Carolyn

I was born in Indiana and I grew up in Columbus, Ohio. I studied business administration, international business, and marketing. 

If money is your goal, this is what we end up with. It should always be about the way you treat other people. Always. Christian. Muslim. Rich. Poor.

I started out studying business at the University of Cincinnati. I was in a very elite program; it was kind of grooming people to be CEOs. I got this feeling that it was not for me.  We were away on a business student retreat and we played this game where you have so many coins in your hand; different colors are worth different amounts. You negotiate with your partner to trade a certain amount. You don’t look at what’s in your hand, but you negotiate verbally and then trade; you kind of just have to trust each other. At the end of the game, the people who won were the ones who lied about the things they traded. I think that was the moment in my business education where I realized this is not where I belong. Honestly, I counted the chips in my hand and how much mine were worth; I was like second from the bottom. When I found out at the end that it was a lesson in honesty, there was so much pride! At first I was ashamed, like how did I lose? When I understood the purpose of the game was to be honest, or to show honesty, I had so much pride that I was second to the bottom. That was the point that I realized this whole business gig was not for me.

Simultaneously I was volunteering at an organization for people with mental and physical disabilities. They produced artwork and we would sell it and give them some money; a little bit would go toward keeping the program running. I loved it, the artwork was amazing, and that was where I felt I could apply my business skills and meet my human needs to be a good person. I prefer more nonprofit, community action work and I would like to apply my knowledge toward that rather than working in a cubicle all-day and staring at a computer. It should always be about being a good person, whether you study business or law or anything. If money is your goal, this is what we end up with. It should always be about the way you treat other people. Always. Christian. Muslim. Rich. Poor. That’s my philosophy at least.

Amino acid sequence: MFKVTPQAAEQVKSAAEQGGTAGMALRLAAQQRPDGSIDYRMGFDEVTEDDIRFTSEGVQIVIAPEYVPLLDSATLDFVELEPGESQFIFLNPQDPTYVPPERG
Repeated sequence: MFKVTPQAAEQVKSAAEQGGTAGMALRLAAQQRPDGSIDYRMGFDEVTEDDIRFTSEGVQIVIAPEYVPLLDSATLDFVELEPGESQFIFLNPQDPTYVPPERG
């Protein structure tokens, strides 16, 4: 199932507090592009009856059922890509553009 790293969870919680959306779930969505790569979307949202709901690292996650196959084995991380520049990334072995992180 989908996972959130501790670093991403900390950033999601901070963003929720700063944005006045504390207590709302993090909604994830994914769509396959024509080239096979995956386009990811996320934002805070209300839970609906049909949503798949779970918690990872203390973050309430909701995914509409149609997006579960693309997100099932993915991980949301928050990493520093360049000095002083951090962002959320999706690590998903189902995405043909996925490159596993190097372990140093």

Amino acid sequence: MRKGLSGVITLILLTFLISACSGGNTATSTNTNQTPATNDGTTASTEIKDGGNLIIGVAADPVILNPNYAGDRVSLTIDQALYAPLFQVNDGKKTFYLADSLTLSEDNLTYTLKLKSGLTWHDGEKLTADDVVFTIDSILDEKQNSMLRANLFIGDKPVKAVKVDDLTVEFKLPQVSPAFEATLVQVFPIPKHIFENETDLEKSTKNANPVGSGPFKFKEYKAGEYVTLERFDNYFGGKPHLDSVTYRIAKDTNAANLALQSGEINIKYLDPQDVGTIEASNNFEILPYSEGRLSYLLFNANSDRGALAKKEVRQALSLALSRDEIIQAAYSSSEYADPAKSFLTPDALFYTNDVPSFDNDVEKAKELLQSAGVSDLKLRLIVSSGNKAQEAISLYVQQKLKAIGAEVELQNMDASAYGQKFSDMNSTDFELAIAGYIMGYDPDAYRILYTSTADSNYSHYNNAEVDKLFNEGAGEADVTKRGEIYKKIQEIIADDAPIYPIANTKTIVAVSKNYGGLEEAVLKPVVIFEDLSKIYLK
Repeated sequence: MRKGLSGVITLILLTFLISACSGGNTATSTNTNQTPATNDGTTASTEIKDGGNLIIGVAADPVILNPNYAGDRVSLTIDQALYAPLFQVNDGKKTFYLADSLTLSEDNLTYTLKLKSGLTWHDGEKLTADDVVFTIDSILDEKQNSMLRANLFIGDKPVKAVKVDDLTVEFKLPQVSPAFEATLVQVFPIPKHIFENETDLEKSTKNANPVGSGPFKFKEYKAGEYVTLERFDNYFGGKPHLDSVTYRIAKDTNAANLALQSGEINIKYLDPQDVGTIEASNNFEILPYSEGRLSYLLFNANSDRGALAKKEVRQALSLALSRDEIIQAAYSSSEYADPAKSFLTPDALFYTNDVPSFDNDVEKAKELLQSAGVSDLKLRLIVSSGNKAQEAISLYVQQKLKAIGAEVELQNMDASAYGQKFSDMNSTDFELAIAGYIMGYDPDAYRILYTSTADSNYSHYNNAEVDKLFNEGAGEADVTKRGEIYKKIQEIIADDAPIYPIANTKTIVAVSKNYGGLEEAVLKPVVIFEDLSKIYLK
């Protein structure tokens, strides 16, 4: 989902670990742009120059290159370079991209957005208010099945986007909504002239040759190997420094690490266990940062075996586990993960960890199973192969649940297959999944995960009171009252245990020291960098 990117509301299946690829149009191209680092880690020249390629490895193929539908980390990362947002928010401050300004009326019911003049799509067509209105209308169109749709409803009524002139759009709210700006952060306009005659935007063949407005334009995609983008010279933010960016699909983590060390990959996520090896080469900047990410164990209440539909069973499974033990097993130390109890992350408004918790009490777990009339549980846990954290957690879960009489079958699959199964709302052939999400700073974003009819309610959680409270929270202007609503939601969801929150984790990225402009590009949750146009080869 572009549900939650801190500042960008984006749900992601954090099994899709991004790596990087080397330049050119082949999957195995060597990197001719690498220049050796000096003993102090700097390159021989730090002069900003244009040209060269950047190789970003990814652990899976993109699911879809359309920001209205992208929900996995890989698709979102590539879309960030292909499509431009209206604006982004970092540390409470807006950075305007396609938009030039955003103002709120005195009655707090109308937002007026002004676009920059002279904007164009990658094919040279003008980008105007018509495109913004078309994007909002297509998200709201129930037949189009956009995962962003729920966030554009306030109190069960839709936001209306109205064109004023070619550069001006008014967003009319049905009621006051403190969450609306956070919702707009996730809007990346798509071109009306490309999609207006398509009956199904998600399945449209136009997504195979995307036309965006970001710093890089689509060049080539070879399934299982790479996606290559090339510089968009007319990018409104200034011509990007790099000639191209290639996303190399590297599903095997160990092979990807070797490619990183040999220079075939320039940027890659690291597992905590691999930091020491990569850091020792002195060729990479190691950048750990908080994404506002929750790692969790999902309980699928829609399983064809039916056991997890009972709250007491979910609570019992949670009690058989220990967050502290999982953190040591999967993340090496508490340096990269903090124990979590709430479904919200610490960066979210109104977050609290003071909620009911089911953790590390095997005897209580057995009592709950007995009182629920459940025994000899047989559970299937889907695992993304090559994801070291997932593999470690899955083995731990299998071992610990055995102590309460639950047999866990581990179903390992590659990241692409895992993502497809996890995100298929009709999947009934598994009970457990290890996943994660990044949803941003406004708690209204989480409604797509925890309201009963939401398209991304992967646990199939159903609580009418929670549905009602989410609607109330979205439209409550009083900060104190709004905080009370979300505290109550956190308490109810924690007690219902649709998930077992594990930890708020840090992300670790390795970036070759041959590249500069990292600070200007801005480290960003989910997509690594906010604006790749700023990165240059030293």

I’ve been in Korea for the last three years. I went to school and then I went straight there after I graduated. My college boyfriend was like, “I think I want to move to Korea and teach English.” I thought that was crazy, and then I ended up there. It was a challenge. The culture there is really different and it stretched me as a person, a lot. Sometimes I felt too much, but I’ve grown a lot from the experience and I have some life-long friends, so it’s a good thing. I might continue in ESL (English as a Second Language), that’s what I was doing in Korea.

The first “occupy” event I did was actually in Korea. I did Occupy Yeouido in the financial district. That was October 15th, the international day of action. I didn’t live to far from the financial district, Yeouido, so I went up there to check it out. It was really cool. Culturally what was interesting was that many Koreans had the “Scream” mask instead of the Guy Fawkes mask. I was like, “You guys are close.” It was, even now reflecting back on that, really amazing to me to see that it is a global issue; it’s not just that “Americans are upset.” There was artwork and maybe 200 people there. It was just really cool for me to see that it is not just us, it is around the world.